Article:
The lives of young people are disrupted, traumatized, and cut short by gun violence every single day in the United States. Despite progress being made in some cities to reduce gun violence, communities in Chicago have recently endured record numbers of homicides and shootings. Over 71 percent of the city’s violent crime was confined to just 15 of Chicago’s 77 neighborhoods, and nearly 80 percent of homicide victims were African-American. These trends are consistent with evidence demonstrating that young men living in poverty are disproportionately likely to be involved with gun violence and other illegal activity. As communities deal with these issues, many nonprofit programs, such as Chicago CRED (Creating Real Economic Diversity), have stepped in to help guide at-risk young adults.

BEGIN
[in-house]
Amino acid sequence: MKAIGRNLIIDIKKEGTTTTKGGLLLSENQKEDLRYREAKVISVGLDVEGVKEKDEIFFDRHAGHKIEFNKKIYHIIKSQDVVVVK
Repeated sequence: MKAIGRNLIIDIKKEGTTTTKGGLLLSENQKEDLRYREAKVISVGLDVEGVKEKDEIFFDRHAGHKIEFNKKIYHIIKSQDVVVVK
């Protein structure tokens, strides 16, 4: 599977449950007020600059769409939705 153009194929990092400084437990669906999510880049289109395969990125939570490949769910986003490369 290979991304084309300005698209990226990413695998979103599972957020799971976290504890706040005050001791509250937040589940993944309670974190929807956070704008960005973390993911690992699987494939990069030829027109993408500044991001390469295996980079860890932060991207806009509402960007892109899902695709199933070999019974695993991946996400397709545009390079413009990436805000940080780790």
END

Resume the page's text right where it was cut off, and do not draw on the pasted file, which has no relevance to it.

On March 9, Brookings Nonresident Senior Fellow and former U.S. Secretary of Education Arne Duncan convened a panel of young people from Chicago CRED to discuss their experiences, including problems they’ve faced and challenges they’ve overcome in dealing with gun violence in their communities. The discussion centered around the personal impact of programs that focus on mentorship, job training, and creating a sustainable skill set for long-term personal and professional growth. What are the most effective means for improving prosperity and reducing violence to positively impact the lives of young people in at-risk communities? How can mentorship and job-training programs be used as a tool to break the cycle of gun violence?
After the session, speakers took audience questions.